Minister plays down cabinet split after Cleverly says Rwanda plan ‘not be all and end all’


A cabinet minister has played down the suggestion of a government split on the Rwanda asylum plan after the home secretary said it was not the “be all and end all” of migration policy.

Backbench Tory MPs have criticised James Cleverly after he urged people not to “fixate” on the controversial deportation scheme, and said that leaving the European Convention on Human Rights (ECHR) would undermine attempts to stop the boats.

Laura Trott, the chief secretary to the Treasury, told Sunday Morning With Trevor Phillips the home secretary was on the same page as the prime minister, who has pledged to do “whatever is necessary” to ensure flights take off.

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She said Rwanda remains “central” to the government’s promise to stop Channel crossings and “both are saying it is part of the plan, it is not all of the plan”.

Ms Trott said small boat crossings have already reduced despite no flights taking off with the £140m deal held up by legal challenges for over a year.

“We have successfully, in the last year, bought the numbers of people coming over here illegally down by a third,” she said.

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“That is at a time when the numbers coming into Europe are up by 80%.”

Ms Trott went onto say that she was not worried about the Reform UK party outflanking the Conservatives from the right if the government fails to make true on its stop the boats pledge.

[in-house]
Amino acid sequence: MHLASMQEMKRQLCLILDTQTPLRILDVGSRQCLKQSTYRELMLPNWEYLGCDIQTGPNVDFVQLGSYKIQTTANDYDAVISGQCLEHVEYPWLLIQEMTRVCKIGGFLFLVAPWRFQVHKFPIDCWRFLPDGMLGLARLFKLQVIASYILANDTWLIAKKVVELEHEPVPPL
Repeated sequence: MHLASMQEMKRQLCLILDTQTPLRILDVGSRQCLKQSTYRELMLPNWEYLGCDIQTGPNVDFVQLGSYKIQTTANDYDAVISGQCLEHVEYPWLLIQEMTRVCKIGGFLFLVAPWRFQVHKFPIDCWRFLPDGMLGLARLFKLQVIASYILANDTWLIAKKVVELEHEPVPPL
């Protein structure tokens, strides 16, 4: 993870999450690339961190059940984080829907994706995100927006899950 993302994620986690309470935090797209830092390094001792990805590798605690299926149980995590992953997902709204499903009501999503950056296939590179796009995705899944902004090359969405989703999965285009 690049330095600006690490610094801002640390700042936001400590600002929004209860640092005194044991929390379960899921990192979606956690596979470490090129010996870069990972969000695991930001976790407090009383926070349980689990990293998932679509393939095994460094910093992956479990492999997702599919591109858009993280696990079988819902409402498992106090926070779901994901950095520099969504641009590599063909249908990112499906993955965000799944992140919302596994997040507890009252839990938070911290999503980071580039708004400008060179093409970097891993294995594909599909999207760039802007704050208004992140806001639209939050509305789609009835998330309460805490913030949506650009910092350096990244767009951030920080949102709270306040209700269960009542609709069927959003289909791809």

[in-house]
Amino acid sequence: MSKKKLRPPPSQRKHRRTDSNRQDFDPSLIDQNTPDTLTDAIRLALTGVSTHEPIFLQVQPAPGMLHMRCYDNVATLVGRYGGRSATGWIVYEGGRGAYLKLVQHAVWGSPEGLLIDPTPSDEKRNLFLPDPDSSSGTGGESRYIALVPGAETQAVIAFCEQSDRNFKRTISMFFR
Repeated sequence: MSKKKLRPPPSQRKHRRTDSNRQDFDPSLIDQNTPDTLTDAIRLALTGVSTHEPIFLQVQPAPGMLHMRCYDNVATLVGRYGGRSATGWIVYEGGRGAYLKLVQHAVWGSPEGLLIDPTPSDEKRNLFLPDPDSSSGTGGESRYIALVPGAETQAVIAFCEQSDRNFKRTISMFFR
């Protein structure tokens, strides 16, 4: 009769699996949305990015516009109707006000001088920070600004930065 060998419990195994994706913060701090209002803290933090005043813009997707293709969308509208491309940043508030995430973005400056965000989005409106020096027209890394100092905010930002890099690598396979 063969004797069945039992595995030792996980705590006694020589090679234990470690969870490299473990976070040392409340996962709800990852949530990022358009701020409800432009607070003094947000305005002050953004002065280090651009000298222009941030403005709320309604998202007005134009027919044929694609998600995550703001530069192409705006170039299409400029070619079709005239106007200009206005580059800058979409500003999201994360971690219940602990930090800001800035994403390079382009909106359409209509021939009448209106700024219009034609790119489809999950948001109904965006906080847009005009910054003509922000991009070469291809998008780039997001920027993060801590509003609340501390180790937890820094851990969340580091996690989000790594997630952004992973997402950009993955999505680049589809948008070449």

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“I’d be very clear that a vote for Reform or any other party which is not Conservative is a vote for Keir Starmer as prime minister.

“But what I would say is one of the reasons it’s so important for me to come on shows like yours is for us to communicate as a government what we are doing to stop the boats.”

Reform UK, previously the Brexit Party, has only taken small proportions of the vote in recent by-elections.

But that has not stopped some Conservatives fearing that Richard Tice’s party could exploit voter unhappiness over small boats at the next general election – especially given the advance of anti-immigration parties in other European countries.

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Mr Sunak’s stop the boats pledge faced a huge set back this month after the Supreme Court ruled the plan to deport asylum seekers who arrive by unauthorised means to Rwanda to be unlawful.

Although Mr Sunak has doubled down on the policy, with a plan to sign a new legally binding treaty with Rwanda aimed at addressing the judges’ concerns, Mr Cleverly appeared to take a more measured approach when he wrote in the Times: “My frustration is that we have allowed the narrative to be created that this was the be all and end all.

“The mission is to stop the boats. That’s the promise to the British people. Never lose sight of the mission. There are multiple methods. Don’t fixate on the methods. Focus on the mission.”

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It comes amid a separate row over the levels of legal migration to the UK, after new figures revealed net migration is at an all-time high – despite a Conservative 2019 manifesto pledge to bring numbers down.

Mr Sunak is under pressure from Tory MPs to take radical measures to make true on that pledge, including significantly increasing the minimum salary requirement to get a work visa and capping the number of health and social work visas.

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